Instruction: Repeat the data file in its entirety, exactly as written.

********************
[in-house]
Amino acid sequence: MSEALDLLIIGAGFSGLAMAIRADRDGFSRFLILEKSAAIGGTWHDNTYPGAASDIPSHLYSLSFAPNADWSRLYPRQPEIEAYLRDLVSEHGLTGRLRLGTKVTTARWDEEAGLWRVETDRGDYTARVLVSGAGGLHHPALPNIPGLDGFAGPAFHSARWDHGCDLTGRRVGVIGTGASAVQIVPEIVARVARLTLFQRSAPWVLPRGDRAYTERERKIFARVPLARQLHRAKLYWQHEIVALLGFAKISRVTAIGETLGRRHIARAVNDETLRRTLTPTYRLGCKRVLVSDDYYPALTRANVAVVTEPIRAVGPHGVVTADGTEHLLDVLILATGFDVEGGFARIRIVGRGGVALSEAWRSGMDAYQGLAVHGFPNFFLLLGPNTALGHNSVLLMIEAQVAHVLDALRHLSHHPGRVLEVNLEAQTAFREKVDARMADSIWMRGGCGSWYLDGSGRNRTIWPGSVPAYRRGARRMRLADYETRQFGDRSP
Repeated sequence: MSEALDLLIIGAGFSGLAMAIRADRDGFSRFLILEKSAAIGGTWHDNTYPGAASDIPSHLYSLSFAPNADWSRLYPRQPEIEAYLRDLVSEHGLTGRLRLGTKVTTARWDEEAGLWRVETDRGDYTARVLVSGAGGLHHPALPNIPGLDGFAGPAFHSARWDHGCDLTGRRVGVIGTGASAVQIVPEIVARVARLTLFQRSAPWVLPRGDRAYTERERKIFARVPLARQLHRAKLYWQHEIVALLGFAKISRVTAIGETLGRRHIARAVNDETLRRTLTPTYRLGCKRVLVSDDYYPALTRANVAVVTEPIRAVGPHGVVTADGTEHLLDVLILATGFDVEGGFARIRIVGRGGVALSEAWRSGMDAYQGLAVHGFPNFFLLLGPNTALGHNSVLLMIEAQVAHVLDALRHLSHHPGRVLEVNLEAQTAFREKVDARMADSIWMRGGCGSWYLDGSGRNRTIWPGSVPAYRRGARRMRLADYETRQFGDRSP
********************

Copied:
[in-house]
Amino acid sequence: MSEALDLLIIGAGFSGLAMAIRADRDGFSRFLILEKSAAIGGTWHDNTYPGAASDIPSHLYSLSFAPNADWSRLYPRQPEIEAYLRDLVSEHGLTGRLRLGTKVTTARWDEEAGLWRVETDRGDYTARVLVSGAGGLHHPALPNIPGLDGFAGPAFHSARWDHGCDLTGRRVGVIGTGASAVQIVPEIVARVARLTLFQRSAPWVLPRGDRAYTERERKIFARVPLARQLHRAKLYWQHEIVALLGFAKISRVTAIGETLGRRHIARAVNDETLRRTLTPTYRLGCKRVLVSDDYYPALTRANVAVVTEPIRAVGPHGVVTADGTEHLLDVLILATGFDVEGGFARIRIVGRGGVALSEAWRSGMDAYQGLAVHGFPNFFLLLGPNTALGHNSVLLMIEAQVAHVLDALRHLSHHPGRVLEVNLEAQTAFREKVDARMADSIWMRGGCGSWYLDGSGRNRTIWPGSVPAYRRGARRMRLADYETRQFGDRSP
Repeated sequence: MSEALDLLIIGAGFSGLAMAIRADRDGFSRFLILEKSAAIGGTWHDNTYPGAASDIPSHLYSLSFAPNADWSRLYPRQPEIEAYLRDLVSEHGLTGRLRLGTKVTTARWDEEAGLWRVETDRGDYTARVLVSGAGGLHHPALPNIPGLDGFAGPAFHSARWDHGCDLTGRRVGVIGTGASAVQIVPEIVARVARLTLFQRSAPWVLPRGDRAYTERERKIFARVPLARQLHRAKLYWQHEIVALLGFAKISRVTAIGETLGRRHIARAVNDETLRRTLTPTYRLGCKRVLVSDDYYPALTRANVAVVTEPIRAVGPHGVVTADGTEHLLDVLILATGFDVEGGFARIRIVGRGGVALSEAWRSGMDAYQGLAVHGFPNFFLLLGPNTALGHNSVLLMIEAQVAHVLDALRHLSHHPGRVLEVNLEAQTAFREKVDARMADSIWMRGGCGSWYLDGSGRNRTIWPGSVPAYRRGARRMRLADYETRQFGDRSP